PORT WINE STAIN
A port-wine stain is a pink or purple birthmark on the skin. It’s also referred to as nevus flammeus. In most cases, port-wine stains harmless. But occasionally, they may be a sign of an underlying health condition.
CAUSES OF PORT WINE STAIN
Port-wine stains are caused by an issue with capillaries, which are very small blood vessels.
Usually, capillaries are narrow. But in port-wine stains, they’re overly dilated, allowing blood to collect in them. This collection of blood is what gives port-wine stains their distinctive color. Port-wine stains may become larger or change shape as capillaries grow larger.
Port-wine stains on the scalp, forehead, or around your eyes, may be a symptom of a condition called Sturge-Weber syndrome.
This condition happens when there are unusual blood vessels in the skin and the surface of the brain, which affects the flow of blood to the brain.
SYMPTOMS OF PORT WINE STAIN
Port-wine stains generally don’t cause any symptoms, aside from their appearance. They usually start out as red or pink. Over time, they can darken to a purple or brown color.
Other characteristics of port-wine stains include:
- Size: They can range in size from a few millimeters to several centimeters.
- Location: Port-wine stains tend to appear on one side of the face, head, and neck, but they may also affect the abdomen, legs, or arms.
- Texture: Port-wine stains usually start out being flat and smooth. But over time, they may become thicker or slightly bumpy.
- Bleeding: The skin of a port-wine stain may be more prone to bleeding when scratched or injured.
COMPLICATIONS OF PORT WINE STAIN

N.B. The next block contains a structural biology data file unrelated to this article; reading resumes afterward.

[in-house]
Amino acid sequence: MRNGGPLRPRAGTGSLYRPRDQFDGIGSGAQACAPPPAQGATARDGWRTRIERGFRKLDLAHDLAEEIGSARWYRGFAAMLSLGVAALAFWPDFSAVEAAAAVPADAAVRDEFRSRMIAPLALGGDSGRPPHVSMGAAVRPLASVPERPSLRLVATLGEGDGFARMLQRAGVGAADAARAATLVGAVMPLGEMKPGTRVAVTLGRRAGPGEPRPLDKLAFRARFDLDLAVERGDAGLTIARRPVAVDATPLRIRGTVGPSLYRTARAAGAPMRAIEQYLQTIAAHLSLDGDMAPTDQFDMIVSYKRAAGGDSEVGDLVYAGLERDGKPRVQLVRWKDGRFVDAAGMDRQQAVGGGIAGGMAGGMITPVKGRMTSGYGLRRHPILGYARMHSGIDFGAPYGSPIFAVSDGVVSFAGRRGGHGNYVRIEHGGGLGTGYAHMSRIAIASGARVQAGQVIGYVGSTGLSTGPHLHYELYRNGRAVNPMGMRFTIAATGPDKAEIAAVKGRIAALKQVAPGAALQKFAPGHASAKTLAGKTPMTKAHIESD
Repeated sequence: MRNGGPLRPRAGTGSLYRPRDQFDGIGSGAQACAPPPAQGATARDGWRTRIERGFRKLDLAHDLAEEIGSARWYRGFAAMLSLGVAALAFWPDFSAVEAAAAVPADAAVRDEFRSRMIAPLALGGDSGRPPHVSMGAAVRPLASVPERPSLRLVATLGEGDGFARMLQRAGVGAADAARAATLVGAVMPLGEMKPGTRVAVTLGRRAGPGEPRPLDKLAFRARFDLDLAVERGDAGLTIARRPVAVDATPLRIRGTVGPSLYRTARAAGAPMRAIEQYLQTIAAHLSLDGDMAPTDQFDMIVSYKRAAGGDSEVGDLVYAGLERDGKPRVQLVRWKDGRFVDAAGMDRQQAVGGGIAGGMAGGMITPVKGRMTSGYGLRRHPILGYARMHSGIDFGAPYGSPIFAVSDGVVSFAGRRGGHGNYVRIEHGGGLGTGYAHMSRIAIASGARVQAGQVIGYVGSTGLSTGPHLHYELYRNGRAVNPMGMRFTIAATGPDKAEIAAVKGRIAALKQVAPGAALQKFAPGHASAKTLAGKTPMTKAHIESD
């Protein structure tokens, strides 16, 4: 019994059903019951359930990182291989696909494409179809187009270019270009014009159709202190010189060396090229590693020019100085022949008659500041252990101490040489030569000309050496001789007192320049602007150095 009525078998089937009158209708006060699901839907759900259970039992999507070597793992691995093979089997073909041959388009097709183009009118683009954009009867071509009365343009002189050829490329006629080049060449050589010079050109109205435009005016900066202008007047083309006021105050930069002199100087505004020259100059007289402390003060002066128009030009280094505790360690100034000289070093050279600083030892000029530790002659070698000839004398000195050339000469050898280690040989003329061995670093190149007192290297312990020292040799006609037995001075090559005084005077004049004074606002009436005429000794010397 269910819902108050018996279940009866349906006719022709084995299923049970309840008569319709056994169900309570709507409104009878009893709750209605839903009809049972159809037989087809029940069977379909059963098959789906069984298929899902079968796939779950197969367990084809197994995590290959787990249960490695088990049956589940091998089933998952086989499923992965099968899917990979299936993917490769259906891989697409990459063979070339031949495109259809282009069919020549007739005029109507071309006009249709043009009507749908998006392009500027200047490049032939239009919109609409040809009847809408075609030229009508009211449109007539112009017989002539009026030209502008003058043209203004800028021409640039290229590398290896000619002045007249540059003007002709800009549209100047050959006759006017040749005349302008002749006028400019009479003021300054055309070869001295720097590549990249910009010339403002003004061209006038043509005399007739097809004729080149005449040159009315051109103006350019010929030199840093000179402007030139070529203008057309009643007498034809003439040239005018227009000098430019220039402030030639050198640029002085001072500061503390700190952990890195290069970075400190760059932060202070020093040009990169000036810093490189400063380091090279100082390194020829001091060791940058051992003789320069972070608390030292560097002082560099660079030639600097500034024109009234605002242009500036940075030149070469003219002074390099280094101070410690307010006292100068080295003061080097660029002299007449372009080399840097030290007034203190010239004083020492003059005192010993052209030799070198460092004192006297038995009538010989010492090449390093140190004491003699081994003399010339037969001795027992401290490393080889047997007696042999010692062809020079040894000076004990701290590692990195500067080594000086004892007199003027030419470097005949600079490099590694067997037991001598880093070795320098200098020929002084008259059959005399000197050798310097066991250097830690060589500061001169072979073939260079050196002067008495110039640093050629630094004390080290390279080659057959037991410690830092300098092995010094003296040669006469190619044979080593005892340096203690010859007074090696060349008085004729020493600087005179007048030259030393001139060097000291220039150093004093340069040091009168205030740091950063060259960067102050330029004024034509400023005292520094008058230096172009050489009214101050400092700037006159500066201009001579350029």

Most port-wine stains are harmless. But they can sometimes lead to the development of an eye condition called glaucoma if they’re located near the eyes.
Glaucoma involves high pressure in the eye, which can lead to vision loss if not treated. Up to 10 percentTrusted Source of people with a port-wine stain near the eye develop glaucoma.
If you or your child has a port-wine stain near the eyes, check if:
- one eye has a larger pupil than the other
- one eye appears more prominent
- one eyelid is open wider than the other eye
These may all be symptoms of glaucoma, which is treatable with prescription eye drops or surgery.
Also, skin thickening and “cobblestoning” can occur as a result of malfunctioning capillaries. Early treatment of port-wine stains can help prevent this from occurring.
HOMOEOPATHIC TREATMENT FOR PORT WINE STAIN
Few medicines which can help in the treatment of port wine stain is:
Aceticum acidum: Patient is anemic with grate debility. Birthmarks [nevi]. Skin dry and hot; red spot on left cheek and drenching night sweats. Skin is pale, waxy œdematous. Burning, dry, hot skin, or bathed in profuse sweat. Diminished sensibility of the surface of body. Pale colour spot.
Fluoric acid: Nævi; burning and itching, worse from warmth. Profuse, sour, offensive perspiration. Mentally elated and gay.
Phosphorus: Tall, slender weak people, narrow chest, with thin transparent skin; with great nervous debility and emaciation. Great susceptibility to external impression. Yellow or brownish spot especially on chest and lower abdomen. Burning all over. Bluish discoloration of the skin. Bluish red spot.